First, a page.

Tip & How-To about Acura Integra


Get the most out of your brakes, be sure to leave enough space at least 3-4 car lengths between you and the car ahead of you allowing you to stop without panicing and slamming on the brakes, causing excessive heat build up etc.(don't tailgate drive).
Also try to replace your old brake shoes/pads with a better quality, don't just look at price, cheaper means less metallic and quicker wear of the pads than the better ones.
Make certain you dont have any brake calipers that have sticky pistons causing the pads to rub excessively on the rotors, not allowing the pads to come back to there rest position.(retract)
Be certain you don't have leaking calipers/wheel cylinders as well and check the brake hoses for cracks, breaks, leaks, replace those that do.
When replacing the disc pads be sure to use all new brake hardware to keep the pads and calipers in good working order.
Use the proper brake fluid the new cars are being called out for today, generally type lll or lV.
Happy Motoring!!!

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Brakes go hard and car won't stop. Ford Mondeo 2008 Diesal estate automatic.

Your brake master cylinder is not providing the hydraulic assist to operate the power brakes. Replace unit and bleed brakes.

Mar 07, 2016 | 2008 Ford Mondeo 2.0

1 Answer

how to bleed clutch 2007 compass


1. Verify fluid level in brake master cylinder. Top off with DOT 3 brake fluid as necessary. Leave cap off.

2. Raise vehicle on hoist.

3. Remove bleed port protective cap and install suitable size and length of clear hose (4) to monitor and divert fluid into suitable container.

4. Open up the bleed circuit by turning the thumb screw (3) counter clockwise this will start the air purge and fluid fill process.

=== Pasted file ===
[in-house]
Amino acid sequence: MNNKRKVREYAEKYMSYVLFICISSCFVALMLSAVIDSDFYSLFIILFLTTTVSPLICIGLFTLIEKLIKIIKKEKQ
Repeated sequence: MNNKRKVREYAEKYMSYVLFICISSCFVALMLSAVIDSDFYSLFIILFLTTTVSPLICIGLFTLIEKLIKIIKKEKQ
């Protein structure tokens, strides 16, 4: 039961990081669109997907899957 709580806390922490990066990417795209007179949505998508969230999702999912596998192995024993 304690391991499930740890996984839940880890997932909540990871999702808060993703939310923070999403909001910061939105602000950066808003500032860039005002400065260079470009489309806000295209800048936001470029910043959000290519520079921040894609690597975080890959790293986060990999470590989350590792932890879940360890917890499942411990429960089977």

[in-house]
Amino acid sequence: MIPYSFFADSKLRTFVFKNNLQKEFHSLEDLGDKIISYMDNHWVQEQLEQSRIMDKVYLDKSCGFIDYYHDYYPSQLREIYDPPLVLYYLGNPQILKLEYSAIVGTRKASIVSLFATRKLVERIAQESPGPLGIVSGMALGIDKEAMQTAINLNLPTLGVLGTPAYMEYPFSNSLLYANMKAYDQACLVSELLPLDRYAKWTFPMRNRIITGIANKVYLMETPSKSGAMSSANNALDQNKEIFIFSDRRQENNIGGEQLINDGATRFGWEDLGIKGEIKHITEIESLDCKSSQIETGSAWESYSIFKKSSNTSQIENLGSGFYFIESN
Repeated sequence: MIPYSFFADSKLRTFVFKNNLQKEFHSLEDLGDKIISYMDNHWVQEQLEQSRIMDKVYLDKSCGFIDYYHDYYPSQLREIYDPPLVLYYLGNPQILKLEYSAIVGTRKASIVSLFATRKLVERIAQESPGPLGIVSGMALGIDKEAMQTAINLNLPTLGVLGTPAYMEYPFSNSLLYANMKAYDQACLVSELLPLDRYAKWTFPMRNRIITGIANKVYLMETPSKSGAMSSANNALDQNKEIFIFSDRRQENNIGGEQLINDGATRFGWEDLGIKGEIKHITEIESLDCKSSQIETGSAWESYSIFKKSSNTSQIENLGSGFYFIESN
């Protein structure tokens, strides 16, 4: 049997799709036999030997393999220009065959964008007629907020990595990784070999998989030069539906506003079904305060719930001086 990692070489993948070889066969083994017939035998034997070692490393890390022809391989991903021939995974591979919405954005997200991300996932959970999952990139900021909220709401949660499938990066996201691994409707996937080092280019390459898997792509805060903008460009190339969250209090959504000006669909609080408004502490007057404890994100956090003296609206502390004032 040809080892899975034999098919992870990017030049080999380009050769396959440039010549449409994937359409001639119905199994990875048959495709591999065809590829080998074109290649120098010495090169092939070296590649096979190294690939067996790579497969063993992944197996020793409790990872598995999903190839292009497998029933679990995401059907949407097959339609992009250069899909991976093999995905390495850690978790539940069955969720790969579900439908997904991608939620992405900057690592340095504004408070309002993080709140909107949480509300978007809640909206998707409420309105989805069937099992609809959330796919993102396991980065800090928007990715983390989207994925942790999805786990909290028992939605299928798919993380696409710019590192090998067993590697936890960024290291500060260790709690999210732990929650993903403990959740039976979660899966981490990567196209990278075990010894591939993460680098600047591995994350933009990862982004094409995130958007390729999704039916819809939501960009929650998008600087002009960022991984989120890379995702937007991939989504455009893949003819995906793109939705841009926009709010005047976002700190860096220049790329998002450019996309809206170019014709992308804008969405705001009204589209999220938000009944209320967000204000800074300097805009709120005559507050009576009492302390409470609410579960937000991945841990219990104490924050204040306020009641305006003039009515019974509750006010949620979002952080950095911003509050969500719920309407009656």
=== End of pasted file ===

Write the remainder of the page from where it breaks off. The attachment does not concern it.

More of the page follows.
5. Lower vehicle, but only enough to gain access to and fill the brake master cylinder. NOTE: Do not allow clutch master cylinder to run dry while fluid exits bleed port.

6. Top off brake master cylinder fluid level while air is purged and fluid drains from bleed port. Continue this until no air bubbles are seen and a solid column of fluid exists.

7. Close hydraulic bleed circuit, remove drain hose and replace dust cap on bleed port.

8. From driver's seat, actuate clutch pedal 60-100 times.

9. Apply parking brake. Start engine and verify clutch operation and pedal feel. If pedal feels fine and clutch operates as designed, stop here. If pedal still feels spongy or clutch does not fully disengage, excessive air is still trapped within the system, most likely at the master cylinder.

10. Top off brake master cylinder fluid level with DOT 3 brake fluid as necessary.


1. Remove reservoir cap and connect bleeder cap to reservoir. NOTE: Use Bleeder Cap/Modified reservoir cap adapter Snap-on #901-059 or equivalent.

2. Connect service filling machine to bleeder cap. NOTE: Use Service Filling Machine/Brake power bleeder Brake power bleeder or equivalent.

3. Service filling machine should be pressurized to at least 2.5 bar (36 PSI).

4. Remove dust cap from bleeder valve and connect the transparent bleeder hose to bleeder valve.

5. Place the other end of hose in the bleeder container to capture the used fluid. The end of the hose MUST be submerged in the DOT 3 brake fluid.

NOTE: Use Bleeder Container To capture hydraulic fluid and Transparent Bleeder Hose To route fluid to container.

6. Turn on the service filling machine.

7. Crack open the bleeder valve (3).

8. Allow fluid to flow out of bleed port until no more air bubbles can be seen in the transparent bleeder hose.

9. Once fluid is free of air bubbles; make 15 quick actuations between clutch pedal stop positions.

10. Close the bleeder valve and disconnect the service filling machine.

11. To remove remaining air, actuate pedal 10 times slowly between pedal stop positions.

12. Check clutch pedal to see if vehicle is properly bled.

13. If vehicle is not properly bled, repeat procedure.

14. Remove bleeder cap from reservoir and replace reservoir cap.

15. Disconnect transparent bleeder hose from bleeder valve and replace dust cap.

Oct 15, 2013 | 2007 Jeep Compass Limited

2 Answers

Can wheels and tires affect gas mileage?